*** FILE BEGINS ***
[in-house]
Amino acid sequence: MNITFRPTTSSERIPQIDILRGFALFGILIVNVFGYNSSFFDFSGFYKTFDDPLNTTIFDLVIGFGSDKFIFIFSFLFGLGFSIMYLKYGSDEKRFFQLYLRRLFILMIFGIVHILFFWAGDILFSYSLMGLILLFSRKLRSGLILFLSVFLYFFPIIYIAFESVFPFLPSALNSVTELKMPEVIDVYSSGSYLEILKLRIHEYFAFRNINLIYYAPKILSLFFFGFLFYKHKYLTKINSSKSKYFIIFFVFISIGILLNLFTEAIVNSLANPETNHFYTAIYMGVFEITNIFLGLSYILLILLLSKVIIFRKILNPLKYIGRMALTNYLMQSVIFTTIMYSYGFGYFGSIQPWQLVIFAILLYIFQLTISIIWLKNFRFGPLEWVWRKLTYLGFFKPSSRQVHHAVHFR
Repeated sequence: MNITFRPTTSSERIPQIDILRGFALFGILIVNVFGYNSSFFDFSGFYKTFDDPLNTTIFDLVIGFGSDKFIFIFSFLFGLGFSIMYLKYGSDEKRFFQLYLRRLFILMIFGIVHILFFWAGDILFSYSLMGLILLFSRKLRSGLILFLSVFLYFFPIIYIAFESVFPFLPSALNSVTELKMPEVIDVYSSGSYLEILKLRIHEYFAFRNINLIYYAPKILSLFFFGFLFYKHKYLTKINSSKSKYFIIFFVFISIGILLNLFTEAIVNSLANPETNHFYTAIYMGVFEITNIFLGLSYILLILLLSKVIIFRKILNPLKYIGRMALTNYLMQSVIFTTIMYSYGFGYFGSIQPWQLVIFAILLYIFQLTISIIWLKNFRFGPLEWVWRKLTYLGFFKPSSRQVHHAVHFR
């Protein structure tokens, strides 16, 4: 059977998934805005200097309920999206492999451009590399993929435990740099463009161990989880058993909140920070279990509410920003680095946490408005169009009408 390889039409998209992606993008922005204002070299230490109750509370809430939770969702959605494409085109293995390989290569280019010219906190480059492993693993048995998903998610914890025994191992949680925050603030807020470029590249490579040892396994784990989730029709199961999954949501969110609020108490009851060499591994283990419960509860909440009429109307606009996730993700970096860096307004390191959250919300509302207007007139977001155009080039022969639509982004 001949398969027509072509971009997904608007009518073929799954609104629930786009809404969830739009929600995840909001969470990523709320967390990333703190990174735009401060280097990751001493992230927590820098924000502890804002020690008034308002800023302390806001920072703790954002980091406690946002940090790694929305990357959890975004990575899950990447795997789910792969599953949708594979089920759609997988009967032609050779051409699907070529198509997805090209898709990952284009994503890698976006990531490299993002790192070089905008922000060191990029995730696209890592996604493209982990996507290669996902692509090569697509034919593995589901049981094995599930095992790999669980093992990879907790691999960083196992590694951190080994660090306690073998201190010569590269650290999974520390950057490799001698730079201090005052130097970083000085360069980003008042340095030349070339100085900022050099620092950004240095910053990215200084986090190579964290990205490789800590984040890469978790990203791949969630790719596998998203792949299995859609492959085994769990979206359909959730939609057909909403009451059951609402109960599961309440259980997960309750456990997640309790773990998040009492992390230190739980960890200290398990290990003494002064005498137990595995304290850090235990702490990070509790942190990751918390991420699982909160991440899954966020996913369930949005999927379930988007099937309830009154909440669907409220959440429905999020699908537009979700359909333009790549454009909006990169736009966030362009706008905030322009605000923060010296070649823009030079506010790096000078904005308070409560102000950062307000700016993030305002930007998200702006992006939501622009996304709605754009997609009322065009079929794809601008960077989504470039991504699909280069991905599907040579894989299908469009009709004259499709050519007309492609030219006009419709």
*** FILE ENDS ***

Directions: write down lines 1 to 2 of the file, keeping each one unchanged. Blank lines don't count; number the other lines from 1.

[in-house]
Amino acid sequence: MNITFRPTTSSERIPQIDILRGFALFGILIVNVFGYNSSFFDFSGFYKTFDDPLNTTIFDLVIGFGSDKFIFIFSFLFGLGFSIMYLKYGSDEKRFFQLYLRRLFILMIFGIVHILFFWAGDILFSYSLMGLILLFSRKLRSGLILFLSVFLYFFPIIYIAFESVFPFLPSALNSVTELKMPEVIDVYSSGSYLEILKLRIHEYFAFRNINLIYYAPKILSLFFFGFLFYKHKYLTKINSSKSKYFIIFFVFISIGILLNLFTEAIVNSLANPETNHFYTAIYMGVFEITNIFLGLSYILLILLLSKVIIFRKILNPLKYIGRMALTNYLMQSVIFTTIMYSYGFGYFGSIQPWQLVIFAILLYIFQLTISIIWLKNFRFGPLEWVWRKLTYLGFFKPSSRQVHHAVHFR